There is no magic formula for writing a film treatment format. Format the film treatment according to your target audience. There are two main audiences, the audience that will ultimately see the film, and the person or persons in the audience who will initially judge its merit. In addition, the executive will seriously consider how well the entire movie will be liked by the audience.
The following elements of the film treatment format were considered:
• Name and font size, spacing
• Page numbering
• Treatment duration
• Quotation marks
• Character names
• Information contained on the first page
Font: Adopt an easy-to-read font in the film treatment format. Most well-established producers prefer Courier New, 12 point, although Times New Roman or Arial will also suffice. Don’t indent paragraphs, just include a double space between them. The single space is used everywhere.
Language – Use the present tense at all times and write in the first person. Use powerful words that convey a lot of meaning. Make the reader feel like they are watching a trailer for the script and not reading a treatment. Write in paragraphs as opposed to hyphens which follow a defined structure. The treatments reflect the tone of the script, be it humorous, romantic, ironic, etc. The film’s treatment format requires each paragraph to be short and light.
Page Numbering: The page number should appear as a header in the upper right corner. The first page is left unnumbered.
Length – Ideally, the length of a treatment should not exceed 15 pages. The accepted standard is 5 to 12 pages. There are variations on this depending on the type of treatment. A drama can be longer, while a comedy is shorter. It all depends on how much detail you would like to include, which in turn depends on the purpose of the treatment.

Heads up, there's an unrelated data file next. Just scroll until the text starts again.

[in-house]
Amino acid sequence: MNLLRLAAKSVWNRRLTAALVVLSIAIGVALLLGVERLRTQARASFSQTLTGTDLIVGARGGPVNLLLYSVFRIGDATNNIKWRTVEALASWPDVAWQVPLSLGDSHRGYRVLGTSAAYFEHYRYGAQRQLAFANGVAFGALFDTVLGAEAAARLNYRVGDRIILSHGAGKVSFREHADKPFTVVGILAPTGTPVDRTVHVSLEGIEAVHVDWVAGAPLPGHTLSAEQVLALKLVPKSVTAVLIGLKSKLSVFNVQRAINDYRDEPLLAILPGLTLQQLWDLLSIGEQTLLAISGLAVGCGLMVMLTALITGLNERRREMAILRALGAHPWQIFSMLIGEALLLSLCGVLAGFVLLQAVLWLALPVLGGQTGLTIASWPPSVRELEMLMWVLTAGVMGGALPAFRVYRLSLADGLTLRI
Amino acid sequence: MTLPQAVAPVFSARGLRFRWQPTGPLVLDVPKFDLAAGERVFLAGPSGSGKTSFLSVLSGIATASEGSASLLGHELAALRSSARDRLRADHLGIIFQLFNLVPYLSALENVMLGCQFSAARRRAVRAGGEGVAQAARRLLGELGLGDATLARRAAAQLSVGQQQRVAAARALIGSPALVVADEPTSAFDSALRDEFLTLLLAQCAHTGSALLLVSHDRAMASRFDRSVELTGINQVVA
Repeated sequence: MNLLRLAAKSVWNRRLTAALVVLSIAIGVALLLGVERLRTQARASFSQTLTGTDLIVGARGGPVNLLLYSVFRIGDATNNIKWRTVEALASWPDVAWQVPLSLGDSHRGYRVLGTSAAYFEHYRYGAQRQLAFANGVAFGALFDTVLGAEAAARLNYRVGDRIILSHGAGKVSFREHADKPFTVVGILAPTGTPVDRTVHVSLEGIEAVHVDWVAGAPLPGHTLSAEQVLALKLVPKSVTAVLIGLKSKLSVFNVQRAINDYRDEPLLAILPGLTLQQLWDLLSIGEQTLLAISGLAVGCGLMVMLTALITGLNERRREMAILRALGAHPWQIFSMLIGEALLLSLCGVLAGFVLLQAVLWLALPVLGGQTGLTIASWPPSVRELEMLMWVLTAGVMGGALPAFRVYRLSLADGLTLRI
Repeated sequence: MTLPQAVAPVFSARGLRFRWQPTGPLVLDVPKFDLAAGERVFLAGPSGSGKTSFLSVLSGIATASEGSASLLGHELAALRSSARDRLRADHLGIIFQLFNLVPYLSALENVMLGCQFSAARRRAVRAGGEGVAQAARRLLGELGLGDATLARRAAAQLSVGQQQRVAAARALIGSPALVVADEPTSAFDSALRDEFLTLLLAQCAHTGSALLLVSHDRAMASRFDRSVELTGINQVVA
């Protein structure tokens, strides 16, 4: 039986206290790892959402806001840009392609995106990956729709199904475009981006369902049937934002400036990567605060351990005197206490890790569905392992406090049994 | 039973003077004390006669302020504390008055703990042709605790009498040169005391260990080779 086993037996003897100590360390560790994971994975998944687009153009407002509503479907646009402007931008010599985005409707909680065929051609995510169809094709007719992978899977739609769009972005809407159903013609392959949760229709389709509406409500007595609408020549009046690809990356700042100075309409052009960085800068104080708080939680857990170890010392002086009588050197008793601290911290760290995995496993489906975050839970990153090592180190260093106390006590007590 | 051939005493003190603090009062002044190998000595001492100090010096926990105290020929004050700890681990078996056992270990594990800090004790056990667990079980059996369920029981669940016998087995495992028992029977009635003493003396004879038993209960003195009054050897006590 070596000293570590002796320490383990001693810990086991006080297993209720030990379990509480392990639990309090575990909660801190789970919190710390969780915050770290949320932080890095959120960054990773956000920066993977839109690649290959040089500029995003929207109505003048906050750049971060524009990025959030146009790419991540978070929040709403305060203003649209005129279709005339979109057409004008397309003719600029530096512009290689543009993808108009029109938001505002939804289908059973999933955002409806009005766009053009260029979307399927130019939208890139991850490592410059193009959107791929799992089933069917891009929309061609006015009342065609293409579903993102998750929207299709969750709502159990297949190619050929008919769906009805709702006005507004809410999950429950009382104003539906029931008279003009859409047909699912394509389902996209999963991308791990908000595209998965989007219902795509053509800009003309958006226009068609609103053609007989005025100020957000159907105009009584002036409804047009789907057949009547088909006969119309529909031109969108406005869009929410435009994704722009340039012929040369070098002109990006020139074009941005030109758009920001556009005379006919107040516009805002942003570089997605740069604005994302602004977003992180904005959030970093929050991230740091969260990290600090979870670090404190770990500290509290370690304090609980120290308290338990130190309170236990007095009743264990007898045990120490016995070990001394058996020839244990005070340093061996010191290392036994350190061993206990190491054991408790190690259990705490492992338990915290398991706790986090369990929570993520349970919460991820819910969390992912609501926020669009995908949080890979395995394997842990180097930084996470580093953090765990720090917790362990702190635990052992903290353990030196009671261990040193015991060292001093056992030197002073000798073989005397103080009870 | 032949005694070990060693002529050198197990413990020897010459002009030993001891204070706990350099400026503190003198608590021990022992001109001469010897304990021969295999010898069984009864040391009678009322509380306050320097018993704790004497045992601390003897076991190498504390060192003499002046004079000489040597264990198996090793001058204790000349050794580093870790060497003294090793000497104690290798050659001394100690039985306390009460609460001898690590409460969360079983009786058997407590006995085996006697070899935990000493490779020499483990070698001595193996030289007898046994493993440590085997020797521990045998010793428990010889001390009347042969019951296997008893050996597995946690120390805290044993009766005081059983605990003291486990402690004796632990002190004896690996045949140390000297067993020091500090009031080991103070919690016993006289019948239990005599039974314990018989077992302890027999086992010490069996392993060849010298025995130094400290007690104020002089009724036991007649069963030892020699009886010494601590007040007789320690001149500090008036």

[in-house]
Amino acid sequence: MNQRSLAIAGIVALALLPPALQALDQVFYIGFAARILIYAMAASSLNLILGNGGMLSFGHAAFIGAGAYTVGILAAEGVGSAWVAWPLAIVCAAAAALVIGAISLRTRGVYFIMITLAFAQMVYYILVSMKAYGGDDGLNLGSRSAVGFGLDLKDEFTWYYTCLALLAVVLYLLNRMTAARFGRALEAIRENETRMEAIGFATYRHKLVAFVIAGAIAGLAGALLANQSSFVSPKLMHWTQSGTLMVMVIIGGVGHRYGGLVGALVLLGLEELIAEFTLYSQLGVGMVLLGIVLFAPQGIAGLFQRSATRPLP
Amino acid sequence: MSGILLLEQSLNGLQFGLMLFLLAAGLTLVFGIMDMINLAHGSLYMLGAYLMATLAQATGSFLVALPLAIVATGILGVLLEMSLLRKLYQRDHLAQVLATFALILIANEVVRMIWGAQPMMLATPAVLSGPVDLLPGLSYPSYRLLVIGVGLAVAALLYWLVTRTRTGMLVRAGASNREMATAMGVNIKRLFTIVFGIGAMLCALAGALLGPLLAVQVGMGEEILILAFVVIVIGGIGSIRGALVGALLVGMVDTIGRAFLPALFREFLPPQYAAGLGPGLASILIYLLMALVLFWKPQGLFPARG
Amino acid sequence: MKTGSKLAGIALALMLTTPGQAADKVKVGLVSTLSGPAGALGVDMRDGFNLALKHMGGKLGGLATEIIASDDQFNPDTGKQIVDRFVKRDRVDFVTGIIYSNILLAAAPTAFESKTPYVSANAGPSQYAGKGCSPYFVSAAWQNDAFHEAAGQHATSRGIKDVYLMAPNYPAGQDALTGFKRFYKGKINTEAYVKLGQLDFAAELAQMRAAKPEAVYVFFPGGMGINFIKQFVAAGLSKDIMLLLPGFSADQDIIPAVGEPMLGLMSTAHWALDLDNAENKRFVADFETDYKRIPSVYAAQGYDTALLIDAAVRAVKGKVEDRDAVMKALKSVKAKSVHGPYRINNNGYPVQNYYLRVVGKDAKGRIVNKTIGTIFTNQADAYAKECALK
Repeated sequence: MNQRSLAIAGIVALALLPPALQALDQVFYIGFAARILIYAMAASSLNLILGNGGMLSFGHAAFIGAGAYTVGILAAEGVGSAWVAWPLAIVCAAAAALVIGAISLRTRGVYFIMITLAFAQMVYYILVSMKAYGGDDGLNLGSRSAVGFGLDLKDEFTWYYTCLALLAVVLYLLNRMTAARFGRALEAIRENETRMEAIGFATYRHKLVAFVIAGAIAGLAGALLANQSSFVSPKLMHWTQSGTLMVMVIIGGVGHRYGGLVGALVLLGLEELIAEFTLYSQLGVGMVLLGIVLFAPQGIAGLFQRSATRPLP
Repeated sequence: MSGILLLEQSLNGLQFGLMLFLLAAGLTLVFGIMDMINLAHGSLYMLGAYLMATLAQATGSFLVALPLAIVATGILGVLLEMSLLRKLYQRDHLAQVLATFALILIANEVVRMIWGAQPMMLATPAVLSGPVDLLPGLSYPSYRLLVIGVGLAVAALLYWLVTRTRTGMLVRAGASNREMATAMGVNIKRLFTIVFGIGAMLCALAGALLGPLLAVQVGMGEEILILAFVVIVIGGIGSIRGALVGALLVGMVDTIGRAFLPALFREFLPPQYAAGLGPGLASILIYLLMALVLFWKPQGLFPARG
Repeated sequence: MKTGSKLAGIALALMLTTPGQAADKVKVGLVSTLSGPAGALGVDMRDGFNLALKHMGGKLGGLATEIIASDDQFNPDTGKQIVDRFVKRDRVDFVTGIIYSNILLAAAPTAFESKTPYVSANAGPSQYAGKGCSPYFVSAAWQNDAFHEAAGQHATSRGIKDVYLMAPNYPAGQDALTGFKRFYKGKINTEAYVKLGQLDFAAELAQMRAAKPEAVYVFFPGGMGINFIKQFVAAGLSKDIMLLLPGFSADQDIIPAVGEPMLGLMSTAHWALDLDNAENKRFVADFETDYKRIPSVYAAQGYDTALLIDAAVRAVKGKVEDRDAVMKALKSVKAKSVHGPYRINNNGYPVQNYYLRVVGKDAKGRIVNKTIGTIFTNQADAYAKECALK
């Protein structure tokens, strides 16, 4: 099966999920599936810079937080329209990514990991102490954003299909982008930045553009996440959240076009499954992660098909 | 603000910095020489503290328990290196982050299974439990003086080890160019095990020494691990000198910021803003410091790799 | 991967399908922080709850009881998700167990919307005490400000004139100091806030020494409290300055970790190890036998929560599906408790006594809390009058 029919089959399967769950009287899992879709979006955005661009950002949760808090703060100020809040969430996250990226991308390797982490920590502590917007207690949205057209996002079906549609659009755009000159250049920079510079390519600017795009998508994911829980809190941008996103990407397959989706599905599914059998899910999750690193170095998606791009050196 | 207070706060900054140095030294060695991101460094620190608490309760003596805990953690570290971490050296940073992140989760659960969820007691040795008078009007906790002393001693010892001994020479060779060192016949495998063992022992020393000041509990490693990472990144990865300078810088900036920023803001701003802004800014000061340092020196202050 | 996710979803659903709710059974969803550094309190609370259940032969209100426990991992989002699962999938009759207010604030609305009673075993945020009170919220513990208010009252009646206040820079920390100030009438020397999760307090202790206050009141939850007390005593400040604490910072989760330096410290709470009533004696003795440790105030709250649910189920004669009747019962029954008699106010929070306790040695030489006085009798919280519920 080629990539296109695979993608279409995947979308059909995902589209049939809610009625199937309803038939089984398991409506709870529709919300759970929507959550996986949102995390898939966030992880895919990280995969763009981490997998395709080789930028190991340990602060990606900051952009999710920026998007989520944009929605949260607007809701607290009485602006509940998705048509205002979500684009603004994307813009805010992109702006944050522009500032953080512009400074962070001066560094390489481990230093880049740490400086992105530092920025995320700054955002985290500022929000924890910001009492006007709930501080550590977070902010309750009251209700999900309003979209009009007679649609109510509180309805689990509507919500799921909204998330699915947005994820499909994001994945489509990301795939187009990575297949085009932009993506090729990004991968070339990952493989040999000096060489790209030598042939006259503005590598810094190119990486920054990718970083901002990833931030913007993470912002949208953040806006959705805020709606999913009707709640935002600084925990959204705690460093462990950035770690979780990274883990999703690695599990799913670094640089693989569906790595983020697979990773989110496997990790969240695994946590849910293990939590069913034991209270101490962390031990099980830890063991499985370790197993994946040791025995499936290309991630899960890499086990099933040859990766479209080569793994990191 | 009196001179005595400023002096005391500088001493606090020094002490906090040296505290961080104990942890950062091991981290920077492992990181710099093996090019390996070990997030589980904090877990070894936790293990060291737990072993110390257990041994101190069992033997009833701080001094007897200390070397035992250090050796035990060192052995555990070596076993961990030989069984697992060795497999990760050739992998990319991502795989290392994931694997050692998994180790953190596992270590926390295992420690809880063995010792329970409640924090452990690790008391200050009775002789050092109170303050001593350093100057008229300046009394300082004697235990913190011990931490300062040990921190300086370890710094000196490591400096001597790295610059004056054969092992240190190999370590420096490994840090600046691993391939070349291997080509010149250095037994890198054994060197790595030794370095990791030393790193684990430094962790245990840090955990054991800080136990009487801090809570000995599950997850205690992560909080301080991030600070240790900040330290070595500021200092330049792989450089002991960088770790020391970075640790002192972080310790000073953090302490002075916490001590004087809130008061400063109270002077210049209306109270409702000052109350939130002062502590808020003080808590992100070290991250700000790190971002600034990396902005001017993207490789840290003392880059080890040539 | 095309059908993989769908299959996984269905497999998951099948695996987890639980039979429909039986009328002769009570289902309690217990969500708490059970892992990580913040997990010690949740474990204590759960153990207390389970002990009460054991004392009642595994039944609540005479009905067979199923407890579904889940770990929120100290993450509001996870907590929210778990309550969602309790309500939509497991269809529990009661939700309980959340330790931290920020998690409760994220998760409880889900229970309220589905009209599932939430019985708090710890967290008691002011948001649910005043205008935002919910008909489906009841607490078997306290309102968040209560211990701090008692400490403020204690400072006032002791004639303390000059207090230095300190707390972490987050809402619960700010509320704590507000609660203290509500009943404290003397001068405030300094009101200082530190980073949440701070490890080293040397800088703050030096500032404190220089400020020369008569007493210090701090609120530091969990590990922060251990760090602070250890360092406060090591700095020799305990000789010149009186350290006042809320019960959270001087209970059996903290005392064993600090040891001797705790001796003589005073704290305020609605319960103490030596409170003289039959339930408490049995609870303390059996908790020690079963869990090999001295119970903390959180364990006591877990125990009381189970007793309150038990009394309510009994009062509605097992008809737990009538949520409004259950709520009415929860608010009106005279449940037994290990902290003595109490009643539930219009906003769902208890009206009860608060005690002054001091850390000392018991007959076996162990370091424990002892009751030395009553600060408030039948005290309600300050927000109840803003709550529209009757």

Quotes: Unlike hyphens, quotes are used to display dialogs in treatments.
Character Names: The first time a character name appears, it must be in all caps.
Margins: Like a script, a film’s treatment format also requires that it be written on 81/2 x 11-inch three-hole punched paper. The top and bottom margins vary between 0.5 and 1 inch, the left margin between 1.2 and 1.6 inches, and the right margin between 0.5 and 1 inch. The extra inch on the left hand side is to give a balanced look to the print. There are no hard and fast rules regarding margins.
Binding: The three holes are used for nail binding.
First Page – Should contain vital information such as a working title, author name and contact information, WGA number, a log line, and the total number of pages.
Executives are busy, so keep the discussion short and include only all the key points. Don’t go into unnecessary details. A couple of carefully chosen words will be enough to get the story across to these people. In case you’re planning to use it as a roadmap or for a friend you’d like to involve, be as descriptive as possible, without being too strict about following established industry standards.